My Child Died In A School Accident? What Are My Legal Options?
When we send our children to school, we rightfully expect they’ll be exposed to a safe and secure environment that facilitates positive development and growth. That’s because schools are responsible for safeguarding children and teenagers in their care. The Latin term that refers to the legal responsibility of a school to take on some functions of the parent is in loco parentis.
Wrongful death attorneys from Phoenix to New York know that schools are required to provide a secure environment and appropriate adult supervision at all times. Chances are the last thing you suspect is that your son or daughter will be involved in an accident at school. Chances are, too, the thought that your child would be killed at school is something that never crossed your mind.
Unfortunately, fatal accidents sometimes happen at public and private elementary schools, middle schools, high schools, colleges and universities. In many of these accidents, the student victim has done nothing wrong.
An elementary school student could ingest toxic substances or choke on a toy after a teacher fails to properly monitor students on a playground. A high school student may be involved in a bus crash due to a distracted or fatigued bus driver. A college-aged student may be assaulted due to negligent on-campus security or defective locks allow an intruder to enter their dorm room.
School accidents can happen to students anywhere, any time. The three primary ways in which injuries can happen at school include the following:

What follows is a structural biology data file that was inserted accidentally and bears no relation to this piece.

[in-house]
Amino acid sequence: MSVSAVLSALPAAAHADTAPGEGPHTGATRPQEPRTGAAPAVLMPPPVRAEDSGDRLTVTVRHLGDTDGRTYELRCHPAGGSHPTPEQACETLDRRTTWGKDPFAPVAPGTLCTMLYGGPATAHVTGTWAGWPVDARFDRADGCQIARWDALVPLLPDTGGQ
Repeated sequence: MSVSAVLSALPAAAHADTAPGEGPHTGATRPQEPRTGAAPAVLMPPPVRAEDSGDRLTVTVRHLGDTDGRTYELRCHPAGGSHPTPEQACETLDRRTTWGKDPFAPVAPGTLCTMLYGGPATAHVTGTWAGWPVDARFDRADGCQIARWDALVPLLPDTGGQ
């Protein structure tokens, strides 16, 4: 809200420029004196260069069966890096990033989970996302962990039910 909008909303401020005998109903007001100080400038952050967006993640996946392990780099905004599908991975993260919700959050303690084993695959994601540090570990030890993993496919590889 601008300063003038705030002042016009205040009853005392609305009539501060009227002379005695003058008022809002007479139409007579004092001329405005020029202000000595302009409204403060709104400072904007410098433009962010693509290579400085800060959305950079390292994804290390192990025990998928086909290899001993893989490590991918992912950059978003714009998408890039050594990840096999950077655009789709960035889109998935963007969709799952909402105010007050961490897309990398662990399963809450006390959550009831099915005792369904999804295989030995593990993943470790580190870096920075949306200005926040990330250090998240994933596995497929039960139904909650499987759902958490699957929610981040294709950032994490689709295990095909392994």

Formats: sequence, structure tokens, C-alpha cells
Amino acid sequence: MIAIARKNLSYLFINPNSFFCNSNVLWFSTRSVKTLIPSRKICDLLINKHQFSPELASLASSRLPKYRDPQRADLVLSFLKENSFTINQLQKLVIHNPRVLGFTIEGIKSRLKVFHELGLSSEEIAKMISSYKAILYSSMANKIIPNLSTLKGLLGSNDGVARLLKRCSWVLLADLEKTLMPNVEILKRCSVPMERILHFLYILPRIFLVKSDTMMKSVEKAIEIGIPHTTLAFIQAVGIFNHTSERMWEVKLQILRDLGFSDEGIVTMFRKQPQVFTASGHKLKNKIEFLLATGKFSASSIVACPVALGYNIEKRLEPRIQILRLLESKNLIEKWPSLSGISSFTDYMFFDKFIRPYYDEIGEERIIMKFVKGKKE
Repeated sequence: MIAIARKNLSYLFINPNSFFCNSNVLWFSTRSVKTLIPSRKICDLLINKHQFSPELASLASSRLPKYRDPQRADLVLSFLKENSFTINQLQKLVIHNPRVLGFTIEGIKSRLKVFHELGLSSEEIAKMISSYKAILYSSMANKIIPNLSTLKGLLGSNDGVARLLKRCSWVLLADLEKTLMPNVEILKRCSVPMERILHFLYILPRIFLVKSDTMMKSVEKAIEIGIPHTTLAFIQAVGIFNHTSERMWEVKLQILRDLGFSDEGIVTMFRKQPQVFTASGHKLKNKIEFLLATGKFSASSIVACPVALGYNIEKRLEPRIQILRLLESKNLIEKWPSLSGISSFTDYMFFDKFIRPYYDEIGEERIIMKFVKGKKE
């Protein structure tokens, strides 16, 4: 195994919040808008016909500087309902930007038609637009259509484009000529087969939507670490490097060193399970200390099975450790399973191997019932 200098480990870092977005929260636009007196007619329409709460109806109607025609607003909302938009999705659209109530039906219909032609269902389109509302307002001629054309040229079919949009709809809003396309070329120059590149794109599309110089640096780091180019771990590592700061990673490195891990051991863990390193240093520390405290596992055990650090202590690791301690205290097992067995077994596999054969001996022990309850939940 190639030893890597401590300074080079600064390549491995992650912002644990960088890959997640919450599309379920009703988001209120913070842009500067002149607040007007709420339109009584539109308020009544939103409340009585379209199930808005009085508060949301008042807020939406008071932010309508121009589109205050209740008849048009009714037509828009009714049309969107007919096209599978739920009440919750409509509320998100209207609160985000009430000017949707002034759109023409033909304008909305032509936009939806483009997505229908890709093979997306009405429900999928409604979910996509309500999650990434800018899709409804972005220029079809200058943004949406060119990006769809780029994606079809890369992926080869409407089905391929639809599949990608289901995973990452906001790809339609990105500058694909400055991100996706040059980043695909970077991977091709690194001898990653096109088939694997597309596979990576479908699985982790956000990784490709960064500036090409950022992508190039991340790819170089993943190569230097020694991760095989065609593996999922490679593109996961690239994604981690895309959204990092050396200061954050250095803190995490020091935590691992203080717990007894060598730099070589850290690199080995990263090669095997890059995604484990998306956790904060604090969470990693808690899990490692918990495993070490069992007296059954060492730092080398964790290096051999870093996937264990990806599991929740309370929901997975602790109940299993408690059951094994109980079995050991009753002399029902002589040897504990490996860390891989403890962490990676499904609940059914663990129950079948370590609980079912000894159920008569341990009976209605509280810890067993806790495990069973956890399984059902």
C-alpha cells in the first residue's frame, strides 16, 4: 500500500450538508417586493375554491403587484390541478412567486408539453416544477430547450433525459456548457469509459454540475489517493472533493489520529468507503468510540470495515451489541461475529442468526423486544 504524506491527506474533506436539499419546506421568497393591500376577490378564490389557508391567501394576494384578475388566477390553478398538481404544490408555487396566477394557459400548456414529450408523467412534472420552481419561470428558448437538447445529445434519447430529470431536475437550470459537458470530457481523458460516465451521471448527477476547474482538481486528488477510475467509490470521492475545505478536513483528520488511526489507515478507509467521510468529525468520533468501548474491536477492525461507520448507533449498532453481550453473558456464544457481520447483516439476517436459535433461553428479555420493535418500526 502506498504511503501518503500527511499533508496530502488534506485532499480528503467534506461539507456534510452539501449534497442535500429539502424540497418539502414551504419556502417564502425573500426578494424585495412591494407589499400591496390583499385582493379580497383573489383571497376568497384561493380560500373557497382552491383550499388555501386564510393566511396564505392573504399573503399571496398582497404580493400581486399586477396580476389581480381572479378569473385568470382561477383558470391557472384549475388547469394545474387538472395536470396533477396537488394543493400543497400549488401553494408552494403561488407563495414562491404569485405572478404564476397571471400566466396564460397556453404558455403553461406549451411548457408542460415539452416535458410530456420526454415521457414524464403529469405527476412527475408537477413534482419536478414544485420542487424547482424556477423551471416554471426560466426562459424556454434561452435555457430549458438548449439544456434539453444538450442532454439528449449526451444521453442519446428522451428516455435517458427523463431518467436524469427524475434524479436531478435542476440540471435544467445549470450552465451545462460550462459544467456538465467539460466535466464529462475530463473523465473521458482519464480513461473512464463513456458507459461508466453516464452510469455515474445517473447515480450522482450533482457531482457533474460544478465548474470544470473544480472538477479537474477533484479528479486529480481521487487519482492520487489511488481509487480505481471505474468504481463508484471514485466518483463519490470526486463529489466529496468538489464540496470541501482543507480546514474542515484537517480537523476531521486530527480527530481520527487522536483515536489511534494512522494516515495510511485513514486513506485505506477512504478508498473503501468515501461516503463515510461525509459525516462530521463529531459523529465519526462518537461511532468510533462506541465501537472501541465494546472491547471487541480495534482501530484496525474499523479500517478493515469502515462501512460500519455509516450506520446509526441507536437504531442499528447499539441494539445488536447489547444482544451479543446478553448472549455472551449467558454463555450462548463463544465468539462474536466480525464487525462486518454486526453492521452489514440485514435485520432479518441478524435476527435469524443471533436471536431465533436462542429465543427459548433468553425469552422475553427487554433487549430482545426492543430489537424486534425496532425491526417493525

- School staff or maintenance crew negligence creates unsafe property conditions.
- Negligent supervision by teachers, bus drivers and other staff leads to an assault or a failure to notice a serious medical problem.
- A defective product causes a fatal injury to a child or teenager.
What are my rights if my son or daughter dies at school?
It can be overwhelming dealing with the loss of a loved one, period. But accidents that happen at school can be especially confusing and frightening. You were not been there to witness the accident. And you might find school officials unwilling to cooperate. They might say they could have done nothing to prevent the accident. Attorneys for their insurance companies might even argue your son or daughter made a mistake that led to their death. Their arguments are designed to minimize liability of the school or negligent party.
If you’ve lost your son or daughter in an accident, it’s possible that the school and school district can be held liable on a number of legal grounds for your loss. School systems have a legal duty to keep students out of harm’s way. Remember, in loco parentis.